After reading this blog, I feel so true about what it said. In China, there are so many girls want to lose weight, they don't eat, they even want to do the operation to lose their weight with no reason. If you ask them, they will always say I am too fat!! But actually, they are in a kind of misunderstanding and locate themselves in a wrong way. They think slim is beauty, they do everything just for being beautiful. However, they didn't think about what their real value is , and they didn't find out what is the most important thing in the world out of being beautiful.

In response to your question, I believe that the factor that has the largest impact on the self-esteem on a child can be divided into two sections. During the first part of childhood (0-9) I feel that self-esteem depends on the relationship the child has with their parents and during the second half of their childhood (10-18)It depends on their relationship with their peers. Strong friendships allow the child to have someone else besides their parents to reinforce that they are fine as a person and I believe this is very important.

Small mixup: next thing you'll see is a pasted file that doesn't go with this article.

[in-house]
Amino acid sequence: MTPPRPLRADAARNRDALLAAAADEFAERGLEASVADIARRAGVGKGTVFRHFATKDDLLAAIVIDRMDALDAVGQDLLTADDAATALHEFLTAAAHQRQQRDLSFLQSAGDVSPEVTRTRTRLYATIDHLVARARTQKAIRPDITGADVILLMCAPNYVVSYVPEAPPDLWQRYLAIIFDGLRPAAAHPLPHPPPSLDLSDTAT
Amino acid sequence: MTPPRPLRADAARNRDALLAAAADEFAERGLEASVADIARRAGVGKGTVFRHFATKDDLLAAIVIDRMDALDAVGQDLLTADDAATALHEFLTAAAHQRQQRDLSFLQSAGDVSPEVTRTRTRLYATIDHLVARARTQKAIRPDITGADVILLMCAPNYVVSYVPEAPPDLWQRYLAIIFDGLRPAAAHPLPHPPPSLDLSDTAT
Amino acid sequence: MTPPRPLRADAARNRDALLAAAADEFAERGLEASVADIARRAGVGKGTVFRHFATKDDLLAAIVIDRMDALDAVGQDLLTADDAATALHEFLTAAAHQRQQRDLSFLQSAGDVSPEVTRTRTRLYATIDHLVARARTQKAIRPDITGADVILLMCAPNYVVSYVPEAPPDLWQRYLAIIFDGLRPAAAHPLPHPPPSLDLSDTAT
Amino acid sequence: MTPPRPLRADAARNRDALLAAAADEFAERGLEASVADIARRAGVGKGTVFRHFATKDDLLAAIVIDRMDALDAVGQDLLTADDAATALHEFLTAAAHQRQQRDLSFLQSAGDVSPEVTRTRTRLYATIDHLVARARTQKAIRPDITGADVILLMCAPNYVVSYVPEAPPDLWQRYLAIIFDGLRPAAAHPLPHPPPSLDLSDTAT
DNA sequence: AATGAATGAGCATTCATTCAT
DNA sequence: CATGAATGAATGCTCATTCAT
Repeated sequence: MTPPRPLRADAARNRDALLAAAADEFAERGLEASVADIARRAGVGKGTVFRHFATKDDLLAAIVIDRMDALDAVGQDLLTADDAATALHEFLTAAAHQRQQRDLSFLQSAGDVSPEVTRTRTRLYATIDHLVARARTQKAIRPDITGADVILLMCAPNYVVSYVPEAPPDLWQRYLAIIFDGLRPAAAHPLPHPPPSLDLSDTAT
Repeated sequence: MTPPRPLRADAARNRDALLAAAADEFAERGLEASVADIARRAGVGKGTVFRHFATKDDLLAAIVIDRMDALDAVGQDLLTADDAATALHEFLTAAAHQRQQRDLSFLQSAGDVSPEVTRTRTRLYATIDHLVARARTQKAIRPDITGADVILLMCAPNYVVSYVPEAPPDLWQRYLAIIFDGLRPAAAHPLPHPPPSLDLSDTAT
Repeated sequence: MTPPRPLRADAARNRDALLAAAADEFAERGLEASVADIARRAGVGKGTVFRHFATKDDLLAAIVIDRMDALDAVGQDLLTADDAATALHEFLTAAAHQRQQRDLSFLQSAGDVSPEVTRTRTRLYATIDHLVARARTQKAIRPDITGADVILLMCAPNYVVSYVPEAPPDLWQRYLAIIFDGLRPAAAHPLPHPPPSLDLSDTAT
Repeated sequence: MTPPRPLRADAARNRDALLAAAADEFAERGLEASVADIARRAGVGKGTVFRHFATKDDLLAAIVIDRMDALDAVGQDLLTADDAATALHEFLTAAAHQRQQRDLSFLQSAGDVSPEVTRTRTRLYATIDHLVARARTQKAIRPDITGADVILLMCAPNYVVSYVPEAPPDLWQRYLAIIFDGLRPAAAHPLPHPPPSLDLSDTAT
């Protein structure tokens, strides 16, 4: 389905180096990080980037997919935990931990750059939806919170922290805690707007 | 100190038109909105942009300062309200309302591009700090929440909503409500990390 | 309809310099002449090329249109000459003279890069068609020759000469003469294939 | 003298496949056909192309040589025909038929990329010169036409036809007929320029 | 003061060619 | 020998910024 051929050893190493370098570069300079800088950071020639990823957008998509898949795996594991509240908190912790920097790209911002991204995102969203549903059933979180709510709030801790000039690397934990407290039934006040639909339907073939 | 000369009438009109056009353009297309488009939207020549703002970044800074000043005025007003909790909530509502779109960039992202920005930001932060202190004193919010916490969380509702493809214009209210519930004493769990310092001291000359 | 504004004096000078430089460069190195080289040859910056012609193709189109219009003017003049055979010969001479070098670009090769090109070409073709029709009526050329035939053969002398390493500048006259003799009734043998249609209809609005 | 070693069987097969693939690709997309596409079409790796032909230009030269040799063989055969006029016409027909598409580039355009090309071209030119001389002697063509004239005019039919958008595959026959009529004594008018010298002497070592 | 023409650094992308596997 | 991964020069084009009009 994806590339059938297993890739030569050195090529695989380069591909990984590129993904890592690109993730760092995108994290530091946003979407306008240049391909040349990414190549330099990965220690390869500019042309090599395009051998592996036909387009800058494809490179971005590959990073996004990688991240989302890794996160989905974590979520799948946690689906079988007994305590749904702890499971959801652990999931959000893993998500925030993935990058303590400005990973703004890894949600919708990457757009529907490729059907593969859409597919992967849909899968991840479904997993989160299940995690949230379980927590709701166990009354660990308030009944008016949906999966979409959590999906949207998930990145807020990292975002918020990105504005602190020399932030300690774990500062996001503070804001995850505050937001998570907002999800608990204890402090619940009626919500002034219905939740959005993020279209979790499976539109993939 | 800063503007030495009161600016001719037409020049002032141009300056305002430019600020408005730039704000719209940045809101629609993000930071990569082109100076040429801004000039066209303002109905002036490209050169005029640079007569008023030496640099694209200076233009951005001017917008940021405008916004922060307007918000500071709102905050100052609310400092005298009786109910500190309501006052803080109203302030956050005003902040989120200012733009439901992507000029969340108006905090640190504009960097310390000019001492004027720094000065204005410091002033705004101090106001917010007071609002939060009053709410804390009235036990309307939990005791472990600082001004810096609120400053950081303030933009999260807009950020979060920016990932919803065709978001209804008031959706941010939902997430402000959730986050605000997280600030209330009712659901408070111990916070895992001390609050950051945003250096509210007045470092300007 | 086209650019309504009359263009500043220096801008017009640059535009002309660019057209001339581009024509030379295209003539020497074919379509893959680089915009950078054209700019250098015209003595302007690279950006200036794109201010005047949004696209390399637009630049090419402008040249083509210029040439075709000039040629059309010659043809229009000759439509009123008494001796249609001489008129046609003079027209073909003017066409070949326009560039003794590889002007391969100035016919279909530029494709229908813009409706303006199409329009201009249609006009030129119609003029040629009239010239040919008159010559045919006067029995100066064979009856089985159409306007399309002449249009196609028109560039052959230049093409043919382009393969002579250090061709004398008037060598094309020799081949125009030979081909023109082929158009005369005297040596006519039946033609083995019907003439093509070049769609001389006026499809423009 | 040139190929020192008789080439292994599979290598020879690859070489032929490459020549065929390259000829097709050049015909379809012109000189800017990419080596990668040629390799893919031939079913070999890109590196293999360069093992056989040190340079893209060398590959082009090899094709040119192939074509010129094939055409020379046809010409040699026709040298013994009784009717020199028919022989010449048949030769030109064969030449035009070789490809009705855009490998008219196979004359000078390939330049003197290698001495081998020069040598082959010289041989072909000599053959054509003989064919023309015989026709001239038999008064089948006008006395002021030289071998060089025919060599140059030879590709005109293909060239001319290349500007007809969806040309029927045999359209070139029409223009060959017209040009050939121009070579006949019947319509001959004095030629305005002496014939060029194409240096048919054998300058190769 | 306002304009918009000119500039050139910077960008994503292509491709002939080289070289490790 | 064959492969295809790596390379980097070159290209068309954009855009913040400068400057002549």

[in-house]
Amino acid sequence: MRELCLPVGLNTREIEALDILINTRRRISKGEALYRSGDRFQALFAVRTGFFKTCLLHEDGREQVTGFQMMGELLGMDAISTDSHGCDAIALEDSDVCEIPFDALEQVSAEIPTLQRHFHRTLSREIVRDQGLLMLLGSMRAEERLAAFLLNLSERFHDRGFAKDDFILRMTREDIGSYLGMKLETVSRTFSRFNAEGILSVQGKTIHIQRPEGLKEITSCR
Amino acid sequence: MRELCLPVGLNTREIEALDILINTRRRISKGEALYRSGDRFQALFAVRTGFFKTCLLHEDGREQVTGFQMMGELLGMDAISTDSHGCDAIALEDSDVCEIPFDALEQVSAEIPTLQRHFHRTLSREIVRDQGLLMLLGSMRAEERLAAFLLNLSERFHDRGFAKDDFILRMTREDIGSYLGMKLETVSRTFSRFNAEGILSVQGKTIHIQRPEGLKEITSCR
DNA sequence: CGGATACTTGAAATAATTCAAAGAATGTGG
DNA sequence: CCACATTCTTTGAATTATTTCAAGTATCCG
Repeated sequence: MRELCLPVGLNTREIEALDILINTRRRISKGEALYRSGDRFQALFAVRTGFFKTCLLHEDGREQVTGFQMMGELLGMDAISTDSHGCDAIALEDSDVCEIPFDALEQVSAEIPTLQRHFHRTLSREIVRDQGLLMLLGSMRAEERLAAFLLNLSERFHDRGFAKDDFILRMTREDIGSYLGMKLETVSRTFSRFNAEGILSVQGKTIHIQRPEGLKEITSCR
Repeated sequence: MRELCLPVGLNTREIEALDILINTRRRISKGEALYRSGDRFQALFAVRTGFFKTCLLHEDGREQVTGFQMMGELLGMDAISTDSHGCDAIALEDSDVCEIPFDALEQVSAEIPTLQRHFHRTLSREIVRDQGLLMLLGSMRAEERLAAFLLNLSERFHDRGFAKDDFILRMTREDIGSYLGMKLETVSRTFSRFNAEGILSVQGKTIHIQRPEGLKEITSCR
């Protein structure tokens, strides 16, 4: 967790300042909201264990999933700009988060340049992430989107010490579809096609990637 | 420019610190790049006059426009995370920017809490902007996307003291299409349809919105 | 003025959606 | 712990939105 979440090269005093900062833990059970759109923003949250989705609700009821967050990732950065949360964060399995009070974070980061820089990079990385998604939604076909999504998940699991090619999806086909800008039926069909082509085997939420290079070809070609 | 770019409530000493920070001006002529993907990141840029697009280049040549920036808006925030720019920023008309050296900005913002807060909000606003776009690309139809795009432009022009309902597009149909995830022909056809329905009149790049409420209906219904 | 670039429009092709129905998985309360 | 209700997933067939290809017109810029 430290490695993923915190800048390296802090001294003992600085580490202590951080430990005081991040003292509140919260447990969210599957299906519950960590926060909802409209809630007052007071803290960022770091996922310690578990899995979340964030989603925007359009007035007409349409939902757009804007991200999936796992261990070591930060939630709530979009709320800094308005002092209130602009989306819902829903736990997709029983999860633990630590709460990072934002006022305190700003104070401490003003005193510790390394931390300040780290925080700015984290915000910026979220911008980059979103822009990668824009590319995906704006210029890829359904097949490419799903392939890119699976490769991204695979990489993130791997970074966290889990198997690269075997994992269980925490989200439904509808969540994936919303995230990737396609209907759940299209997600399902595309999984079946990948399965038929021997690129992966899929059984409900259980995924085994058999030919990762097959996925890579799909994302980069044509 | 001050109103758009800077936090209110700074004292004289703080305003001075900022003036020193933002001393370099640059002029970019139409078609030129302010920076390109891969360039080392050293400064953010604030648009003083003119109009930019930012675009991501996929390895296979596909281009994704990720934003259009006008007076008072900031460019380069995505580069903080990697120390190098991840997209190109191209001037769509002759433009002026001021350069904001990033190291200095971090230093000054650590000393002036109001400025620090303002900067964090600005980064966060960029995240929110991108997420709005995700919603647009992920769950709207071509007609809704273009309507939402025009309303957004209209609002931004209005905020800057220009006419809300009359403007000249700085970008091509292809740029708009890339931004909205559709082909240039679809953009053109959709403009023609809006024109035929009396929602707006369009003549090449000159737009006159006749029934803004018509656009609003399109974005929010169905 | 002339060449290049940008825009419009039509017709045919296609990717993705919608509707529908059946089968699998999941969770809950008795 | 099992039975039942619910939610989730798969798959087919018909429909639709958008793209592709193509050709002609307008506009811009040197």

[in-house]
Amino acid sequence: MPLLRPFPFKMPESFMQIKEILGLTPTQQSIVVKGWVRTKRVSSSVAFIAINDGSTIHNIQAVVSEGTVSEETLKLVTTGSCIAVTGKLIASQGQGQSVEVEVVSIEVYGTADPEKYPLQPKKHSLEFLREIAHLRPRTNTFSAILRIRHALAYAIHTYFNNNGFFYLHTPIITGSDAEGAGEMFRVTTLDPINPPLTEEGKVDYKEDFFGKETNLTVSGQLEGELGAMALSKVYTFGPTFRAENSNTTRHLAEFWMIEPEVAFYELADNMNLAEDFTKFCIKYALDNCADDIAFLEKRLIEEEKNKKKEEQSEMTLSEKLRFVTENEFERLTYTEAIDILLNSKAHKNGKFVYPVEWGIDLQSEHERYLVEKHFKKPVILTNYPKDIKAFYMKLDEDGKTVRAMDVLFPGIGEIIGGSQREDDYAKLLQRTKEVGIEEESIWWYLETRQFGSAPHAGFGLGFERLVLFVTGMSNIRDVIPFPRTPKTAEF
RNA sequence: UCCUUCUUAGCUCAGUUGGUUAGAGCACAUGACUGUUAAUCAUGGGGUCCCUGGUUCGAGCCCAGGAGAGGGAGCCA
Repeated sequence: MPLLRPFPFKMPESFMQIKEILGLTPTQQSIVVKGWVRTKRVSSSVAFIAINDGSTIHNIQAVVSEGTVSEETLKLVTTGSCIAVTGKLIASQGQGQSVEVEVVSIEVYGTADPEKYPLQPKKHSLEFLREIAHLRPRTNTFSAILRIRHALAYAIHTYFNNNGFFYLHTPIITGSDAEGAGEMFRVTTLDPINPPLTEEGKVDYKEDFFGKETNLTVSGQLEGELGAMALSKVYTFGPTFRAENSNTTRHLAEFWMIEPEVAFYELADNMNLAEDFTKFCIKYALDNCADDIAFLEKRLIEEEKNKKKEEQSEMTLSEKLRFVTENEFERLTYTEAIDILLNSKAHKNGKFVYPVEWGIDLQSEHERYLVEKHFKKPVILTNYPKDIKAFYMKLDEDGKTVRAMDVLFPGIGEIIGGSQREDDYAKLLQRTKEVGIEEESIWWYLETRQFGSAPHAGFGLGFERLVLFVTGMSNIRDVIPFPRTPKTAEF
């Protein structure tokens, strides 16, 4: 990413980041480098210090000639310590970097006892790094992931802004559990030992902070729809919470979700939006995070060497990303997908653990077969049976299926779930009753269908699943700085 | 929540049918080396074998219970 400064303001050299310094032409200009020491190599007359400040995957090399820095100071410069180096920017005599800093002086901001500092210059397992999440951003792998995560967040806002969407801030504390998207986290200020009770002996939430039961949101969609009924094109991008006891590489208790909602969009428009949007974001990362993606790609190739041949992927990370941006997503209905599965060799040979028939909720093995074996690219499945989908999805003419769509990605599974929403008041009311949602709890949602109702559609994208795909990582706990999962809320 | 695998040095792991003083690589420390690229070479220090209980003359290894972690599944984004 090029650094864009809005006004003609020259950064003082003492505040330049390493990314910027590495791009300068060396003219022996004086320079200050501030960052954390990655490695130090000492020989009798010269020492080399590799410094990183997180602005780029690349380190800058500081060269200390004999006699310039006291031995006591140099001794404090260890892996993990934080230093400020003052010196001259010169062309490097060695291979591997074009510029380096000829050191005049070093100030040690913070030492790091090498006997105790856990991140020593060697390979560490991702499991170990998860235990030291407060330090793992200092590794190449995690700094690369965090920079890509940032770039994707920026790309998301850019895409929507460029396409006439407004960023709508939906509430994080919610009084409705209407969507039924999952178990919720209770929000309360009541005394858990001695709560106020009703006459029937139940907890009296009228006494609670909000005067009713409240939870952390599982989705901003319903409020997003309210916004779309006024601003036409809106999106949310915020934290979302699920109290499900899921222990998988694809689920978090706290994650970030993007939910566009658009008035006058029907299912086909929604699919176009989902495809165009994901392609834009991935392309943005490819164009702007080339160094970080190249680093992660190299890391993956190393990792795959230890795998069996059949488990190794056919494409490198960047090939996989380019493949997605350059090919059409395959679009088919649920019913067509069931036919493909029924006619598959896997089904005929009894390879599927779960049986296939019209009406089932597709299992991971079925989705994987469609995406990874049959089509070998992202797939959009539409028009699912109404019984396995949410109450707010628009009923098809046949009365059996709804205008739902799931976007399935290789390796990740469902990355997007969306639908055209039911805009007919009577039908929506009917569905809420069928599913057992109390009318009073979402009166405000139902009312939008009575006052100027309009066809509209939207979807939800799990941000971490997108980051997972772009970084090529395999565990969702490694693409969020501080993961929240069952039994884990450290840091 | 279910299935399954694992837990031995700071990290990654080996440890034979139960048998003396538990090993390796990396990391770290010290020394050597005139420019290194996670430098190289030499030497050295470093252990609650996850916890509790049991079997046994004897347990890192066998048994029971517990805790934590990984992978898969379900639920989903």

You raise some excellent points in this post. I definitely agree that parental warmth has a huge impact on a child's self-esteem and greatly helps them during their teenage years. I also think that it is important for the child to logically analyze their reactions to supermodels. If the child can say "I'm where I need to be in terms of weight for a person my age and height" or "There might be photoshop and computer techniques used in this ad" it might lessen the burden such ads place on children's self-esteem. I also definitely think there should be more studies done on males or if they are being done, more publicity about them since most studies I have heard about only involve females.